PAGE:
It would be unfair to assume everyone reading this article knows what aso-ebi is. Hence, for formality sake, let me define what it is. Aso-ebi (translation: cloth of the family) is used to refer to the outfits made from matching fabric and pattern worn by family members (though it now applies to anyone who can afford one or would like to wear one) at a wedding ceremony or social event to denote unity, support, and represent sides of the family. Aso-ebi fabrics are typically of Ankara or Lace material for the outfit with occasional head ties (gele) associated with it. Contrary to popular belief, the aso-ebi phenomena is not strictly a Nigerian thing but applies to many tribes and countries in Africa with the subtle difference in the name; not called aso-ebi across all countries. I am not sure how far this phenomenon dates back to or the cultural importance of it when it was introduced but I’ll like to know if someone knows about this.
Given this definition, it’s no surprise that people attach so much importance to the associated aso-ebi piece of fabric. Perhaps, it’s because of the preferential treatment people who wear aso-ebi get at a social event amongst other reasons.
I personally have no problem with aso-ebi but I have a problem with the price hike associated with it, the forcing of aso-ebi into people’s hands, and segregation of aso-ebi wearers from non-wearers amongst others.
For one, the cost associated with aso-ebi. Some brides and family members purposely increase the price of the aso-ebi fabric to a ridiculous amount to cover the wedding cost. I don’t mind the price hike provided it’s a small negligible amount for the quality being sold. However, if you triple the price of a low quality $15 Ankara fabric in order to make a profit, then I have a problem. This is even before adding on the sewing cost. Either cut down the wedding cost or wait till you get on the dance floor to make your money back but don’t overcharge people for a fabric to make a profit or cover wedding costs. So if I decline buying your aso-ebi, this might be the reason.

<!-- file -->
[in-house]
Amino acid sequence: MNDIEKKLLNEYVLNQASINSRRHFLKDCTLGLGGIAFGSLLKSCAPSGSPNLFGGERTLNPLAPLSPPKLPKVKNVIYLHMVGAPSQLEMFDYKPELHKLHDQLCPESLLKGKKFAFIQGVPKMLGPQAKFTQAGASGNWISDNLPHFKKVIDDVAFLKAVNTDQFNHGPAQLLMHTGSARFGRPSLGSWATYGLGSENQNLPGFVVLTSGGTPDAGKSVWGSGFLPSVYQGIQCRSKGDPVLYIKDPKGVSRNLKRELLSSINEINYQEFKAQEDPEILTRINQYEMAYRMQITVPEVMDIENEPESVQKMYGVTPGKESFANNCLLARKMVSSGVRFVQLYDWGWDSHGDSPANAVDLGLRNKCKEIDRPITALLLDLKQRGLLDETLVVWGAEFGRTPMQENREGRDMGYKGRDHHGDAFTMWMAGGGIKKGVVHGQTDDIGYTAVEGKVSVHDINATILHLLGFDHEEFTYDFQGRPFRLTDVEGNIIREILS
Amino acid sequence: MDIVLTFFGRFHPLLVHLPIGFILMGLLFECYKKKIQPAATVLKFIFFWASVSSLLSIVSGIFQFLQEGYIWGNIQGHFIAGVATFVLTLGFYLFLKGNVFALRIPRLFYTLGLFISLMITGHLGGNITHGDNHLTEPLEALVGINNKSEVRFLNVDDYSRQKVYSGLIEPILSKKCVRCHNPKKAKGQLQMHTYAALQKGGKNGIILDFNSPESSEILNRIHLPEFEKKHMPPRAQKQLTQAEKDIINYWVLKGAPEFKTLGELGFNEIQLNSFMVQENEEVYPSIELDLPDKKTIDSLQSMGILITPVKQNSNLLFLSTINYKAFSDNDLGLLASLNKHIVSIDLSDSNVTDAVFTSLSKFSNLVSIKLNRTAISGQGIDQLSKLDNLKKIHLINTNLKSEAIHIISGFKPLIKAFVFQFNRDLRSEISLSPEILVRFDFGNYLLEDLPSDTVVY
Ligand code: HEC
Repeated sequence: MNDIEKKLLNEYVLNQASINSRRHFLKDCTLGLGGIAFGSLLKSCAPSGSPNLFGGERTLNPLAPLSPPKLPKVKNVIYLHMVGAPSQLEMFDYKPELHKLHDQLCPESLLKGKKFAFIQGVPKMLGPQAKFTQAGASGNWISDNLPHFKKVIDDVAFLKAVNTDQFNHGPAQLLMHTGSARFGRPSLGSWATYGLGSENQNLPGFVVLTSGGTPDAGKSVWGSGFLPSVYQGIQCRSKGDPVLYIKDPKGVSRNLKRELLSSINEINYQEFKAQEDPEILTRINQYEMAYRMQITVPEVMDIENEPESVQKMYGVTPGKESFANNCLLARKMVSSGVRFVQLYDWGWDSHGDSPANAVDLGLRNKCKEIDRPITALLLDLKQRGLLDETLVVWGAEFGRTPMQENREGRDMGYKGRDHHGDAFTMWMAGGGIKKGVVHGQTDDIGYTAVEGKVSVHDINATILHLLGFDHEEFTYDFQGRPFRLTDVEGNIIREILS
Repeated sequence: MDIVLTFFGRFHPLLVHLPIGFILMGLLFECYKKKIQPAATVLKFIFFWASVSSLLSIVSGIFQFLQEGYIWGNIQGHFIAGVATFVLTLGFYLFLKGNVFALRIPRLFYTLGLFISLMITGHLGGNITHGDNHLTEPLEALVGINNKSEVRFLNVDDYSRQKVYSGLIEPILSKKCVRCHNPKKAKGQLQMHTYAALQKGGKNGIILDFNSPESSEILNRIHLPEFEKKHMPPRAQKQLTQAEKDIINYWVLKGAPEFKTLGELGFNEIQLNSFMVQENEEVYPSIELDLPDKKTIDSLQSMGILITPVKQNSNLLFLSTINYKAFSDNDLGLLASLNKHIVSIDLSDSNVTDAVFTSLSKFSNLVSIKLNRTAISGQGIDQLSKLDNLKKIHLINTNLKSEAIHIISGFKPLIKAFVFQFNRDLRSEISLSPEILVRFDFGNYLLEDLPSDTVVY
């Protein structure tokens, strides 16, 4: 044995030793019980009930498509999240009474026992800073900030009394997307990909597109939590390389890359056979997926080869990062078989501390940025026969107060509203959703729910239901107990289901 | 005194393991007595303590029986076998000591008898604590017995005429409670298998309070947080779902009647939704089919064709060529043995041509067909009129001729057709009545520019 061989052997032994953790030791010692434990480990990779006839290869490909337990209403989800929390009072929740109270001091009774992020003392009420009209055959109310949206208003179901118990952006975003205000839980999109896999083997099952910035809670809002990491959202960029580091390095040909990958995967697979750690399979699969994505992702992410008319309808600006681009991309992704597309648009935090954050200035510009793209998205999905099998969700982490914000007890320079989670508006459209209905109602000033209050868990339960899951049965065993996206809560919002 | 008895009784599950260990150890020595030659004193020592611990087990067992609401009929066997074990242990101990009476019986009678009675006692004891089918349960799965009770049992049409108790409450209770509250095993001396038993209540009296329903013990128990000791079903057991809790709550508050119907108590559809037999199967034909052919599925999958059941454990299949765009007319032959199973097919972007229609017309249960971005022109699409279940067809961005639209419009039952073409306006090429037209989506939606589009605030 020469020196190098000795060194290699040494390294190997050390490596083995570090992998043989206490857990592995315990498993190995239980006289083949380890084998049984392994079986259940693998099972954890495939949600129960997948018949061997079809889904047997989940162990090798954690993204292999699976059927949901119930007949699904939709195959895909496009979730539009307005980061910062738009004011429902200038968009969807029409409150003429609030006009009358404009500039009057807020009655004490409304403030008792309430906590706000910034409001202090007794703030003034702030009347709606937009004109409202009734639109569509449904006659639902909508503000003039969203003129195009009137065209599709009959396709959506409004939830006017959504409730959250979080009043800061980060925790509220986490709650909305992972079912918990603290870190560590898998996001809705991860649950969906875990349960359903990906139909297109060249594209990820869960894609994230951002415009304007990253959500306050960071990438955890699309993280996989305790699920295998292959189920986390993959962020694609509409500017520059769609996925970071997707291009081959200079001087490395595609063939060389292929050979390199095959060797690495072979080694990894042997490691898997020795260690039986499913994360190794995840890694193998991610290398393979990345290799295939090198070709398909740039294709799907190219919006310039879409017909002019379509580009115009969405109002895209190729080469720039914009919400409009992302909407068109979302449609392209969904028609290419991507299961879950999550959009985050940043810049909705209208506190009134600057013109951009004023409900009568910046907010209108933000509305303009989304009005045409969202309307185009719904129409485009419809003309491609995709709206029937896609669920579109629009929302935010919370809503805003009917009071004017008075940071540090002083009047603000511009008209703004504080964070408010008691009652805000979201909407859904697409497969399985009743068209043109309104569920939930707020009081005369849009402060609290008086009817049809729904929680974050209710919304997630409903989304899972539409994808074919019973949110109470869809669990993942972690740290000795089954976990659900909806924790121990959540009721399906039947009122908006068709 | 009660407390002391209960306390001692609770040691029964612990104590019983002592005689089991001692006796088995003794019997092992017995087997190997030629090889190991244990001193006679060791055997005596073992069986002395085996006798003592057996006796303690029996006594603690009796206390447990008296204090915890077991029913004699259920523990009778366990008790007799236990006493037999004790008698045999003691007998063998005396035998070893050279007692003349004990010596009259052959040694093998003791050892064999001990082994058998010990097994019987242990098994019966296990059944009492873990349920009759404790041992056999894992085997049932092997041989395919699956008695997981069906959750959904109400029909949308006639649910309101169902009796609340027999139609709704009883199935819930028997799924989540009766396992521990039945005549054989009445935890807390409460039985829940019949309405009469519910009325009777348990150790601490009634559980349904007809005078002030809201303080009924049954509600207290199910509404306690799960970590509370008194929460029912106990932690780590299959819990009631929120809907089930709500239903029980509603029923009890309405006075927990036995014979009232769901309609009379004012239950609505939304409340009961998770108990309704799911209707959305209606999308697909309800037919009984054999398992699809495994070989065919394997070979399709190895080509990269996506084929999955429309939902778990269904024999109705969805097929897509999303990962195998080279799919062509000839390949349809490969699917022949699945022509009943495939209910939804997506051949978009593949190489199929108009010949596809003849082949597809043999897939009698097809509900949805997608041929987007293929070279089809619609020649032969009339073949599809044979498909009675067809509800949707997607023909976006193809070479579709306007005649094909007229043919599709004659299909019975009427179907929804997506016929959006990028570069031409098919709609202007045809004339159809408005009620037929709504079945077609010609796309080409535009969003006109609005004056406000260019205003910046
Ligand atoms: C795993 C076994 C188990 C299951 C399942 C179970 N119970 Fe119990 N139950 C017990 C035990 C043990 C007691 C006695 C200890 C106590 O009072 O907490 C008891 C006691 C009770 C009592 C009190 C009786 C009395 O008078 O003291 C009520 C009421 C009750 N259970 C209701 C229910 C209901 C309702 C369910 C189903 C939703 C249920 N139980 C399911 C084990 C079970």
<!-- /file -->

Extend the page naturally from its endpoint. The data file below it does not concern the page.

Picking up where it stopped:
Secondly, forcing aso-ebi into people’s hands. This is typically as a result of people’s refusal to purchase due to the hike in price, lack of interest from people amongst others.. If you are an acquaintance of mine, please don’t even bother asking me to buy aso-ebi as I’ll politely decline. I will only purchase aso-ebi from family or friends I consider close enough. I’ve seen and heard about scenarios whereby brides and family members ambush people by either dropping off the fabric at someone’s home, sending it through a mutual friend and offering to come collect the money later without prior acceptance from such a friend or acquaintance. In my opinion, brides, grooms and their families who choose to go with this aso-ebi custom need to notify their guests beforehand of the color and cost of the fabric. It’s up to the guest to make a decision to buy it or not.
Oh and perhaps the part that irritates me the most, segregation of aso-ebi wearers from non-wearers. I personally think it’s of poor taste to do this. I was at a wedding not too long ago and I wasn’t in aso-ebi but it was a clear segregation. Aso-ebi wearers were allocated the entire left side of the hall, were told to get up and dance in with the parent of the bride, served food first, and given numerous favors. On the other side of the hall, we sat and watched in dismay and wondered why on earth we were invited to the wedding. Friends were separated from friends and parents from children all because they wore aso-ebi. I don’t mind giving aso-ebi wearers favors or even specially calling them out for a picture and to dance but when you make a clear segregation amongst guests, then it’s foul.
What’s your take on the whole aso-ebi custom?
Have you had any bad experiences because you did not wear aso-ebi?
Would you be following the aso-ebi custom on your big day?
Source:All about naija weddings